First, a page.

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Settling Defendants Required to Appear on Jury Verdict Sheet

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In Dunlap v. Ridley Park Swim Club, et al.,1 the PA Superior Court reversed and remanded the decision of the Court of Common Pleas of Delaware County because the trial court did not include the settling defendant on the verdict sheet.  The Superior Court found that by not including Harper Associates on the verdict sheet and preventing the jury from apportioning responsibility between the defendants, the trial court abused its discretion.  The Superior Court found that the appellants proved a prima facie case of negligence against Harper Associates and therefore, that Harper Associates was required to appear on the verdict sheet.  The Superior Court relied on the Supreme Court opinion in Davis v. Miller, 123 A.2d, 424 (Pa. 1956) (holding that a defendant has a right to have a settling defendant appear on the verdict sheet in order to apportion liability).  The Superior Court also relied on their own opinion in Herbert v. Parkview Hosp., 854 a.2d 1285, 1290 (Pa. Super. 2004), appeal denied, 872 A.2d 173 (Pa. 2005) (holding that Davis only requires a settling co-defendant to appear on the verdict sheet upon a showing of a prima facie case of negligence). 

The relevant facts are that the appellee was swimming at Ridley Park’s pool, and a tree fell on her while she was leaving causing serious injury.  The tree was located on property owned by Harper Associates.  The appellee commenced legal action by filing a complaint against multiple defendants, including Ridley Park and Harper Associates.  The appellee entered into binding arbitration with Harper Associates prior to trial, and the arbitrator awarded her $350,000.  A pro rata joint tortfeasor release was executed, and provided that, “recovery against Ridley Park shall be reduced only to the extent of the pro-rata share of such damages as may be attributable to Harper Associates and related defendants. . .”  The trial court found that Ridley Park did not prove a prima facie case of negligence against the appellant because they did not provide expert testimony, and ruled that Harper Associates would not appear on the verdict form.  The jury returned a verdict in favor of the appellee for $750,000.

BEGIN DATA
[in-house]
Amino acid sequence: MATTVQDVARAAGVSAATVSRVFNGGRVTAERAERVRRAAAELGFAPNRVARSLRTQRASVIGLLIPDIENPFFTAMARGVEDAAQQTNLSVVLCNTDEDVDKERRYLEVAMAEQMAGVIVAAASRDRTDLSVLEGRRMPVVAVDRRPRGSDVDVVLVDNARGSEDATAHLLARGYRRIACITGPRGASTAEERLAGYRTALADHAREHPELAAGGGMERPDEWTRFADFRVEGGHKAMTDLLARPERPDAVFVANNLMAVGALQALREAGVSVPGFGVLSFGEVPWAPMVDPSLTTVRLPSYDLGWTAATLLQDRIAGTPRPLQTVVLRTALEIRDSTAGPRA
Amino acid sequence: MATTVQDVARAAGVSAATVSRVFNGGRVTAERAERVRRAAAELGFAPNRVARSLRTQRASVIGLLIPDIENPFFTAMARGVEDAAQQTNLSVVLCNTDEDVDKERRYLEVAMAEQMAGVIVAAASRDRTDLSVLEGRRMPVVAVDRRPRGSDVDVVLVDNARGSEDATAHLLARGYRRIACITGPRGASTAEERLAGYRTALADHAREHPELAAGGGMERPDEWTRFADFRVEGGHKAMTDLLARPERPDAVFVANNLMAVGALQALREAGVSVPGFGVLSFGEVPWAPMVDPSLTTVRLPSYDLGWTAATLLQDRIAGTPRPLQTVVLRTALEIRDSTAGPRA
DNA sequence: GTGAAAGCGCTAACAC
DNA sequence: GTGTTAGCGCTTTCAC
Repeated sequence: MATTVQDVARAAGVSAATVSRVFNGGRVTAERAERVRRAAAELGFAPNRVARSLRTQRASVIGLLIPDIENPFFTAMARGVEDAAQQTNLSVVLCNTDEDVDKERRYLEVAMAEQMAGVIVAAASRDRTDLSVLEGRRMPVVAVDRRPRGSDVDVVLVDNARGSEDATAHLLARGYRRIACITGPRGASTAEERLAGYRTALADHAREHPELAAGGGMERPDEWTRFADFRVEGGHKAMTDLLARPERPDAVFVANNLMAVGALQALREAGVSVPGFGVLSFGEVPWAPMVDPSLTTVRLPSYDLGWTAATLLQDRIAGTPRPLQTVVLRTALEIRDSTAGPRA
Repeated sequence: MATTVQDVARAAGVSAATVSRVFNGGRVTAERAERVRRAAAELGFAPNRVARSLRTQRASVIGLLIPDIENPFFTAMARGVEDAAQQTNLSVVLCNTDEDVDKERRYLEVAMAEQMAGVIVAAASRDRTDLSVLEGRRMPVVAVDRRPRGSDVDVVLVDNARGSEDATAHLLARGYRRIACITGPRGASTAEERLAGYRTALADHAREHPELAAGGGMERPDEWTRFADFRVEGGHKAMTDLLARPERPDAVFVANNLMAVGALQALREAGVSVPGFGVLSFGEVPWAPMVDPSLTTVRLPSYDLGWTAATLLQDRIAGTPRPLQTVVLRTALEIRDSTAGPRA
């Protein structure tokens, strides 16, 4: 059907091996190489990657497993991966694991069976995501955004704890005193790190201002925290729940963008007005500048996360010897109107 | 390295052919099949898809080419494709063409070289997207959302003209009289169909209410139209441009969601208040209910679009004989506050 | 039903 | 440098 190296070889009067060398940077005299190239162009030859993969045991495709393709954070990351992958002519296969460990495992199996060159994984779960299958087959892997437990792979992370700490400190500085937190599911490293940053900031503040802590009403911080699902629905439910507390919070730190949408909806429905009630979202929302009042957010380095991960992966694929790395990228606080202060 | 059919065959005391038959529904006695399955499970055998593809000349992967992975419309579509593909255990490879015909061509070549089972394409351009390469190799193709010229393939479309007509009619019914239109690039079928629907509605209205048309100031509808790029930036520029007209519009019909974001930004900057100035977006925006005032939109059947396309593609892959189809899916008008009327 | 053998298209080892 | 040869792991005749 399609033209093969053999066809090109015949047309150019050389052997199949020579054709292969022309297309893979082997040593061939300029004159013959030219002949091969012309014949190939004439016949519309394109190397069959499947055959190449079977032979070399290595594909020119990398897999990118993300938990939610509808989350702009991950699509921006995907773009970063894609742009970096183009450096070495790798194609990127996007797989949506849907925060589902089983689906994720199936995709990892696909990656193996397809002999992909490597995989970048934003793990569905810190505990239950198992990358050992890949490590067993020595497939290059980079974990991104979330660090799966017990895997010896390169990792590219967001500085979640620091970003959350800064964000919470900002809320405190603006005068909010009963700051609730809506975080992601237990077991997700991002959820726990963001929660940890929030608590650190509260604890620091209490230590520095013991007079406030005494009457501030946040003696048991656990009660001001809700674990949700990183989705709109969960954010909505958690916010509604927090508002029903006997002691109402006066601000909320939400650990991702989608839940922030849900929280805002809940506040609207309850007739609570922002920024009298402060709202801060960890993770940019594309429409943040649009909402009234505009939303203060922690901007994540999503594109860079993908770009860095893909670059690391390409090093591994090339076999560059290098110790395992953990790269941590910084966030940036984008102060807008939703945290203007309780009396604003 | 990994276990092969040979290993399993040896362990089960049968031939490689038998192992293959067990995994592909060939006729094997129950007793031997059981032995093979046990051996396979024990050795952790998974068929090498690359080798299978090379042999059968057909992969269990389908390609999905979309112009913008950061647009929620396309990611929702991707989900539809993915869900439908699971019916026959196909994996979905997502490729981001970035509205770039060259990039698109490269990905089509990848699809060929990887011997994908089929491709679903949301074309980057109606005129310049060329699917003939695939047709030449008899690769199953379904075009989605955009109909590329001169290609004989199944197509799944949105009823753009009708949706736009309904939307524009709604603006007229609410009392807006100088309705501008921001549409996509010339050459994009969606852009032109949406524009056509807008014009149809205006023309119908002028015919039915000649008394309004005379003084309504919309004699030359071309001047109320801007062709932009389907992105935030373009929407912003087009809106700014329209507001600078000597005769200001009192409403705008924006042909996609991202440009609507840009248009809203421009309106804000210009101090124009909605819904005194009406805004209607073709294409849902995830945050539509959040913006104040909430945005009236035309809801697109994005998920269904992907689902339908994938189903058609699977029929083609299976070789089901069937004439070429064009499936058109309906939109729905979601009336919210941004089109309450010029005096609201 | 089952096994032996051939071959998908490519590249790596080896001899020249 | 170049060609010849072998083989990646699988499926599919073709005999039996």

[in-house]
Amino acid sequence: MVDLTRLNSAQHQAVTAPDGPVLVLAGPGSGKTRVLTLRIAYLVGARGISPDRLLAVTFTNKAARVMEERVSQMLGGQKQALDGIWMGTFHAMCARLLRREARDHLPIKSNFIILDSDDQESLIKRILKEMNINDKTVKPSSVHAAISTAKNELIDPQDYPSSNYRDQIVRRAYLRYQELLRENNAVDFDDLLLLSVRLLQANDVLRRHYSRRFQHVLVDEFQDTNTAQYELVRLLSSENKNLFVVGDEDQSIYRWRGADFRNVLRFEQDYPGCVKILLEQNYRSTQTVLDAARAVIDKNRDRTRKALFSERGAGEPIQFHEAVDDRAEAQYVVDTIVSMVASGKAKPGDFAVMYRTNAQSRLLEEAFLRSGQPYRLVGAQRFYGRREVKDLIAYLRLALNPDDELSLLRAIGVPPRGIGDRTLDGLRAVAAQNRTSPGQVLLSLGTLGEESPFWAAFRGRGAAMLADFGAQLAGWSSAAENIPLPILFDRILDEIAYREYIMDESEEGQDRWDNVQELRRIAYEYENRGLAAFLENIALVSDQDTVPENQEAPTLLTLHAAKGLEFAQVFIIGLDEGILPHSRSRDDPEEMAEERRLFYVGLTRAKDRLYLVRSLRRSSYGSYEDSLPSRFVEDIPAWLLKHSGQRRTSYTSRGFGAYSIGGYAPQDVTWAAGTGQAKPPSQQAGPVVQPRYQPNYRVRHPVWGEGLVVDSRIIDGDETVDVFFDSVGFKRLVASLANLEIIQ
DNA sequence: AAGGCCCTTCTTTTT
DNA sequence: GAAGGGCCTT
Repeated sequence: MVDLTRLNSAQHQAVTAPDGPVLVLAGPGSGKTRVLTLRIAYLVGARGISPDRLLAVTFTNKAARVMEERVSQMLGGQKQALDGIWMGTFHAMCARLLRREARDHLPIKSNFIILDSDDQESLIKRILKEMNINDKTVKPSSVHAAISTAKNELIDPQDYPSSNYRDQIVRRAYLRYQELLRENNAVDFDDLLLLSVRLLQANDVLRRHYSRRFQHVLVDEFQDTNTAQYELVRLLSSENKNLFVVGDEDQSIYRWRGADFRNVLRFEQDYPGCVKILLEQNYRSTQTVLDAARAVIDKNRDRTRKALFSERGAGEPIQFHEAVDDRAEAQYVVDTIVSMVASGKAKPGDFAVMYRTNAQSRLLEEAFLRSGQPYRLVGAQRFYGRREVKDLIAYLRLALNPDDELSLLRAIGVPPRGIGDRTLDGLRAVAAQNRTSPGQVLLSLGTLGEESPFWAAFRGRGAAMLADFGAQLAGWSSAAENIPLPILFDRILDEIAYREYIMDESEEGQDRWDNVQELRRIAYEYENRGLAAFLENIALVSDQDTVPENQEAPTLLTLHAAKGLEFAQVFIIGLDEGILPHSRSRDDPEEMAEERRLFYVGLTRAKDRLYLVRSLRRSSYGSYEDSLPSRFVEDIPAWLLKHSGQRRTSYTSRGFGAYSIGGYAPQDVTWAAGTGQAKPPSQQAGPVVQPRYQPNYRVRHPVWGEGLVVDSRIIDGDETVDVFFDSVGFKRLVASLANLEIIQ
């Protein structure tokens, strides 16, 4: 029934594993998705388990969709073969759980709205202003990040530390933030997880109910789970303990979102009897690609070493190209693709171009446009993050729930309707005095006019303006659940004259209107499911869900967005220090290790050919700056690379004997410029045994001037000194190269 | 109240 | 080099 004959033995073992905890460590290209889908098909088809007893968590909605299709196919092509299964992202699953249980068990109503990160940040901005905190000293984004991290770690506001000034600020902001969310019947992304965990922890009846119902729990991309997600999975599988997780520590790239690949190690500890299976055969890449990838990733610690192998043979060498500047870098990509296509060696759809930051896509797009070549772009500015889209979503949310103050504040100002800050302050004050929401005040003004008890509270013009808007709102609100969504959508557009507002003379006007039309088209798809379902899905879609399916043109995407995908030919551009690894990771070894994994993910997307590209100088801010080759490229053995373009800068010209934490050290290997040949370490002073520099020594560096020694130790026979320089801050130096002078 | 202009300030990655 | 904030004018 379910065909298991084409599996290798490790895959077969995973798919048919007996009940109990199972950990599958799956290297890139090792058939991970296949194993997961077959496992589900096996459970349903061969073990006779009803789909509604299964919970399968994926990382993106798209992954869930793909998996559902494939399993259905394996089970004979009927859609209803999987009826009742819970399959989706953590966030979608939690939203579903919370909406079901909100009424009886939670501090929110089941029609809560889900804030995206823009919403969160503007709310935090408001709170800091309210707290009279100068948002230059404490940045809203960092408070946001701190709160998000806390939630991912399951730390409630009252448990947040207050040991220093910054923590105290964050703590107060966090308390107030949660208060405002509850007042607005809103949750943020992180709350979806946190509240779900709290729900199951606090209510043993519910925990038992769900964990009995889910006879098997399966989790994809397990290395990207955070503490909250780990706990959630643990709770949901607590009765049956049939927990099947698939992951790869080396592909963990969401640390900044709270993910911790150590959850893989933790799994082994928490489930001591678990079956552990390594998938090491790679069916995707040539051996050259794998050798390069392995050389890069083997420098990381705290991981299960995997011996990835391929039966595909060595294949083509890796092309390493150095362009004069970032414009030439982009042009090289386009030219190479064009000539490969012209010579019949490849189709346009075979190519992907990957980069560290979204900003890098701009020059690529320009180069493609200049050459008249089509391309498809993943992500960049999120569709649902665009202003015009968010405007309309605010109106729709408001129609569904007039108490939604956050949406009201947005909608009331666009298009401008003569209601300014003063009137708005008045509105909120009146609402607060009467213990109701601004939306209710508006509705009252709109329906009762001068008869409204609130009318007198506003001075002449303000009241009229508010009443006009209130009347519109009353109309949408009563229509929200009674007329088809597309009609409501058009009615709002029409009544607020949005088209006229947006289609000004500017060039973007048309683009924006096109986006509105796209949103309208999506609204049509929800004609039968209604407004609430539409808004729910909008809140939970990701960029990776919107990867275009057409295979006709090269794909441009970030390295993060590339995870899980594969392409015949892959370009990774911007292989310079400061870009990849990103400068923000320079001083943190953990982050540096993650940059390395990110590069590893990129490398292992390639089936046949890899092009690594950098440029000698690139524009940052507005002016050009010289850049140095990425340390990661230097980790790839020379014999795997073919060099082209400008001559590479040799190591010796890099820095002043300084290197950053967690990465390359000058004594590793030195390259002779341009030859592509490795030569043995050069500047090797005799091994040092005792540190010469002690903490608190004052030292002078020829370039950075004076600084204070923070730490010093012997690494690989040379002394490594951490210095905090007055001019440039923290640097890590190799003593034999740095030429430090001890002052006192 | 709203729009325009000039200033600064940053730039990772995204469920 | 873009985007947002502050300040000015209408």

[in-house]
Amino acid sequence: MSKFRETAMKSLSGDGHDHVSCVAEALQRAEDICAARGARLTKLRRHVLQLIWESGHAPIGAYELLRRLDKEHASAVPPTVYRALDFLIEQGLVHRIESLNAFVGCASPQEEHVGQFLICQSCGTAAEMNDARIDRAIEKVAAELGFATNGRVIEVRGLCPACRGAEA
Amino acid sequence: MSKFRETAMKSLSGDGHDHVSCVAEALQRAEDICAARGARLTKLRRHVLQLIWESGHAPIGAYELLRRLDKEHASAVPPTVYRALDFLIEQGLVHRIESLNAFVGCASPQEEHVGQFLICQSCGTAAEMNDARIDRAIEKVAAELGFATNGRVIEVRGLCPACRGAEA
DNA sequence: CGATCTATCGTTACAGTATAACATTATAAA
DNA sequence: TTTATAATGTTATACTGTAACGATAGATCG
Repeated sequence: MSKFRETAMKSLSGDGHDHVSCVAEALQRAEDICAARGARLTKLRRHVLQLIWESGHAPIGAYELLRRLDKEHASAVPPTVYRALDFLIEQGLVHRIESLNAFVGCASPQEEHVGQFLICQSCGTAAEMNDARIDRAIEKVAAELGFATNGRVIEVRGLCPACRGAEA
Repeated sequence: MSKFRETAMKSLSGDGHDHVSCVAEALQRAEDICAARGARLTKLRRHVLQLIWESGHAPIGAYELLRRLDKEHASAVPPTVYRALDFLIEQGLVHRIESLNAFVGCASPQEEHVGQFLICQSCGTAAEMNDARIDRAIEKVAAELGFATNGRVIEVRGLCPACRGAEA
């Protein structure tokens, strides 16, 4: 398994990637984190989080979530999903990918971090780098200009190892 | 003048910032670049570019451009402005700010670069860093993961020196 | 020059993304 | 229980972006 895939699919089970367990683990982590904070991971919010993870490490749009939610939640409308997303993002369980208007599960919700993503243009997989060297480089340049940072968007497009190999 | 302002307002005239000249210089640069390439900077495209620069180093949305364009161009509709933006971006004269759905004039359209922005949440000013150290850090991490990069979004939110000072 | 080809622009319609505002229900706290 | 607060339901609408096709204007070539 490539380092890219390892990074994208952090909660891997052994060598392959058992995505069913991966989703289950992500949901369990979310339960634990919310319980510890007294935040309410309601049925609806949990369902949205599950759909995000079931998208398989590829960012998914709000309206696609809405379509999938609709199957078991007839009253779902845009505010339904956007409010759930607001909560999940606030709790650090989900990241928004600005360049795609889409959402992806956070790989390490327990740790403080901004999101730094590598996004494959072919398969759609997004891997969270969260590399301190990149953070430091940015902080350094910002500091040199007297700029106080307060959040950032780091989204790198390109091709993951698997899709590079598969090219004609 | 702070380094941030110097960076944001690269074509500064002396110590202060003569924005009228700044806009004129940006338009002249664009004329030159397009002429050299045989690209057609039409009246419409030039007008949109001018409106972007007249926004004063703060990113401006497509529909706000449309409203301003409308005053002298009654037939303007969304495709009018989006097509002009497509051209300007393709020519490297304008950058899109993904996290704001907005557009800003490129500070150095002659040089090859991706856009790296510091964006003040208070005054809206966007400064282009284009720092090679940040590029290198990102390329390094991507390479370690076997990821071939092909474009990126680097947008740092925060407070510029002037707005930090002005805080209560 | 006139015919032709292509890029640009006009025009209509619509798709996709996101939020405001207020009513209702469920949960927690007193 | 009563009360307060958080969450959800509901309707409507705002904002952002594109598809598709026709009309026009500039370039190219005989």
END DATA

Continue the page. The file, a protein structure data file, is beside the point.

On appeal the appellants argued five issues.  Appellants prevailed on the argument that a new trial should be granted due to the trial court’s error of not submitting the question of Harper Associates’ negligence to the jury.  The Superior Court determined that Ridley Park was not required to present expert testimony to prove its prima facie case of negligence.  Expert testimony is required “when the subject matter of the negligence is outside the skill and knowledge of an ordinary layman.”2  The Superior Court found that Harper Associates had a duty to visually examine the tree, and relying on Barker v. Brown3, determined that no expert testimony was required.  Barker v. Brown held, that a possessor of land in or adjacent to a developed area is subject to liability for harm caused to others outside of the land, by a condition on the land, if a reasonable exercise of care would have disclosed the defect and the risk, and would have been reasonably safe by repair or otherwise.

Additionally, the Court found an expert was not required to find a breach of duty.  The issue of whether a tree was visually examined does not require specialized training or knowledge.  Causation does require expert testimony, and the appellee’s expert provided sufficient testimony to create a question of fact for the jury, and was not a matter of law for the trial court to decide.  Lastly, it is undisputed that the fallen tree caused the injuries. 

Ultimately, the Court found that the appellants made a prima facie showing that Harper Associates was negligent, and that the trial court abused its discretion by not including them on the verdict sheet.  The error clearly prejudiced the appellants, because if the jury determined Harper Associates had some responsibly for the appellee’s injuries the appellants’ damage award would have been reduced in accordance with the pro rata joint tortfeasor release. 


[1] Dunlap v. Ridley Park Swim Club, et al., 2014 Pa. Ct. Comm. Pl., WL 10298711, *1 (December 10, 2014), reversed and remanded, No. 3199 (Pa. Super. 2015)(unpublished memorandum). 

[2] Young v. Commw. Dep’t of Transp., 744 A.2d 1276, 1278 (Pa. 2000)(citations omitted). 

[3] Barker v. Brown, 340 A.2d 566, 569 (Pa. Super. 1975).


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